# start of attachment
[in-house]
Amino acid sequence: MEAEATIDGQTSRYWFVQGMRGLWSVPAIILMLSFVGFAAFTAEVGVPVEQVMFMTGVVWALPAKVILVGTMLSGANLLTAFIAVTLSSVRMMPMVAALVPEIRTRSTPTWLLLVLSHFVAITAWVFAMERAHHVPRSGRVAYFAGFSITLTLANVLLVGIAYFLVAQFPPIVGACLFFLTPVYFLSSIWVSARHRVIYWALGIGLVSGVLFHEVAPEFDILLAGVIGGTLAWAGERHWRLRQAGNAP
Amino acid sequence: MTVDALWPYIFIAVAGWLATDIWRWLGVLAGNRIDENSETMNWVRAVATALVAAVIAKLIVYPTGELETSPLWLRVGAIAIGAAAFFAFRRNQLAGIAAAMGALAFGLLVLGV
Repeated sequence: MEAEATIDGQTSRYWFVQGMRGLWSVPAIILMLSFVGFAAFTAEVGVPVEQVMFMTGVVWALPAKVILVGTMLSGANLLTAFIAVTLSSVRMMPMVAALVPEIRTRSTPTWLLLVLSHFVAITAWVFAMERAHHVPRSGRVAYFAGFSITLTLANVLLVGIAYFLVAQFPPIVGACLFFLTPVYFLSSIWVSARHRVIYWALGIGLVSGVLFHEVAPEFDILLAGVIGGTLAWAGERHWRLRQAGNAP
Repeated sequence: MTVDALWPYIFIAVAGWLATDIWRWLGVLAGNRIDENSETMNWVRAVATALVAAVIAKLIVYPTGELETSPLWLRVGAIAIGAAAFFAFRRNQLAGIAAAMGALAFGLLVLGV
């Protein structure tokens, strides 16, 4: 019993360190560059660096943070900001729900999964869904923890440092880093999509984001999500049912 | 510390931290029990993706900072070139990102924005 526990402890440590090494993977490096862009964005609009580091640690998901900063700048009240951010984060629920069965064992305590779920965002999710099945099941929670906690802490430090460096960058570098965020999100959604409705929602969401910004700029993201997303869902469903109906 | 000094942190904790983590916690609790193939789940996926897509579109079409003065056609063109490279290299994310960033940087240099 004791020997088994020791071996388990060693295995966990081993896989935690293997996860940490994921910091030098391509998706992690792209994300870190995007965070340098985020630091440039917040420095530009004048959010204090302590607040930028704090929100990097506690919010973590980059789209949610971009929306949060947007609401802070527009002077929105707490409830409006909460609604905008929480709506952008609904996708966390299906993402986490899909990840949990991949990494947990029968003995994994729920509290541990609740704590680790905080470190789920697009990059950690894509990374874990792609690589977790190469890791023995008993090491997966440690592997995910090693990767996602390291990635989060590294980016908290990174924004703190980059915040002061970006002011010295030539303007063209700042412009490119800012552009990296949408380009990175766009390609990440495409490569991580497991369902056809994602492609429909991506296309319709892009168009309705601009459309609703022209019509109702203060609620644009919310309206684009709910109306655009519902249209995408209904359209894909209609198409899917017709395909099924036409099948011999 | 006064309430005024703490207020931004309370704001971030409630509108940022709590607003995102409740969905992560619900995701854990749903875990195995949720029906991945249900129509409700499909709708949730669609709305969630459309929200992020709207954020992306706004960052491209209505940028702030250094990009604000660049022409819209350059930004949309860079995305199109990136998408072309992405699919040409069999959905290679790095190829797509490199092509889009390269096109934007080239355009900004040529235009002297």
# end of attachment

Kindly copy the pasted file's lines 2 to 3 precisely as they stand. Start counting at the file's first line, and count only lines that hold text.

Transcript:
Amino acid sequence: MEAEATIDGQTSRYWFVQGMRGLWSVPAIILMLSFVGFAAFTAEVGVPVEQVMFMTGVVWALPAKVILVGTMLSGANLLTAFIAVTLSSVRMMPMVAALVPEIRTRSTPTWLLLVLSHFVAITAWVFAMERAHHVPRSGRVAYFAGFSITLTLANVLLVGIAYFLVAQFPPIVGACLFFLTPVYFLSSIWVSARHRVIYWALGIGLVSGVLFHEVAPEFDILLAGVIGGTLAWAGERHWRLRQAGNAP
Amino acid sequence: MTVDALWPYIFIAVAGWLATDIWRWLGVLAGNRIDENSETMNWVRAVATALVAAVIAKLIVYPTGELETSPLWLRVGAIAIGAAAFFAFRRNQLAGIAAAMGALAFGLLVLGV